So in general your post left me with a bad taste in my mouth as your call is generalized and I know some super sweet refugees that are thankful for being accepted and work together with the society, but I find that your post help to paint a bad picture about Germany’s immigration approach when we are dealing after all with humans and let’s not forget that western countries are greatly responsible to create the conflicts in many countries.

    I understand that for the victims of violence here in Germany there’s nothing to fix the trauma, but let’s consider that a considerable part of that number is not with Germans, but between refugees as well.

    And as you mentioned, the right wing perpetrators against immigrants are also a major issue.

    I’m from Brazil so I’ve never felt as safe as living in Germany. And please also remember that criminality is going down even with the refugees coming.

    So I hope you have figured out all that already, but this post made me feel like you being a foreigner in a very homogeneous country like Japan, made you come with a very biased perspective of humanitarian approach.

    I am a japanophile myself, but being a gay person and also very open minded about sexuality, living in Japan was always a desire that I didn’t hold because I love my freedom. And living in Germany made my life of having a husband and being well accepted even with public display of affection very much fulfilling. Just having a husband itself is a great thing that only in Tokyo I would be able to do. And I saw that trans-person now in Japan need to be sterilized during the surgery, while here in Germany such a personal offense is not even close to be questioned.

    I now see myself a German wherever I go, even if the Brazilian blood is always there. But after over 7 years, just like you, the mindset is completely different and I can’t imagine living in Brazil again, even if my whole family is there.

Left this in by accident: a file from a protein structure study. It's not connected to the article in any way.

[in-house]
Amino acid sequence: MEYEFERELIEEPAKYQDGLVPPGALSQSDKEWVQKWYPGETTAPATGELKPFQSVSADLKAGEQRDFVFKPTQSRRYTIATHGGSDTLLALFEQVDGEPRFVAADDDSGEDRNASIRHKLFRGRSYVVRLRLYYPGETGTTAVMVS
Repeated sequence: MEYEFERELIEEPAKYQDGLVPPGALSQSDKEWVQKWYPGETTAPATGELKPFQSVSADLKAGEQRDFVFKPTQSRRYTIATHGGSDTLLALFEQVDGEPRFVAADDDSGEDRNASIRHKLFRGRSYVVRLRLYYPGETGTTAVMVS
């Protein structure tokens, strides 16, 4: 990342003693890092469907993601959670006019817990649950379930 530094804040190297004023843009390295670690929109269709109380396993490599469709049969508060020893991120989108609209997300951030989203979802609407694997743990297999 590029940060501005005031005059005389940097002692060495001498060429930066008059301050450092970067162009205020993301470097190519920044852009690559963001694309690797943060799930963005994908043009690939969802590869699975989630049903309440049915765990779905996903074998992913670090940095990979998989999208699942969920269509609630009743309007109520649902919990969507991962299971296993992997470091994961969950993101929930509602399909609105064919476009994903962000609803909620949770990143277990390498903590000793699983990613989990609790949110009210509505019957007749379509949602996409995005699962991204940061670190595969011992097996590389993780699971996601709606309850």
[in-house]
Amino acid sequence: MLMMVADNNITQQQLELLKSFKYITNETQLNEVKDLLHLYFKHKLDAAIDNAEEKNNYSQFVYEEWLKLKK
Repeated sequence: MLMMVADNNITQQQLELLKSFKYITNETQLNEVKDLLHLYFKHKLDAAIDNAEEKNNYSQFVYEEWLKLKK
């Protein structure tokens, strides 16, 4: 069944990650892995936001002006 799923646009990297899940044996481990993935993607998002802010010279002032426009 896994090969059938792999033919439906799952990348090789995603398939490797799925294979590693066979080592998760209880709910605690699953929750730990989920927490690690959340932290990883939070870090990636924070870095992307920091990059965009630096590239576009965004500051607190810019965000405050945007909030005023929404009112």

But again, thank you for your honest share of personal experience. I just wanted to clear the cloud that this post and comments left.

    • To be honest, I really don’t know how to reply to your comment.
      Yes, my mindset surely has changed since coming back from Japan.

      Still I think Germany took in too many refugees compared to other countries. The sheer amount of people was too much to handle.
      There was no proper space / no facilities where those people could live. The paperwork was crazy.
      It would have been better to distribute the numbers equally to EU countries who had the capacities to handle the situation.

      That would have made the situation much better for the refugees as well.

      And I know there are many nice refugees. No doubt about it.
      But there are also severe cultural discrepancies. They have to learn that in Western countries it’s not OK to just randomly stab people on the street simply because it might have been daily business in their country. I’m exaggerating here on purpose.

      And the sheer number did cause many problems on so many levels.

      Japan is another extreme example as they take only a handful of refugees per year – which is probably also not okay.

      What I want to say is that I completely understand your point and I agree.

      On the other hand it’s still a little sad that certain cultures and languages will slowly vanish as things keep mixing up more and more.
      And it’s also sad that you sometimes rarely hear your mother tongue in your home country. :)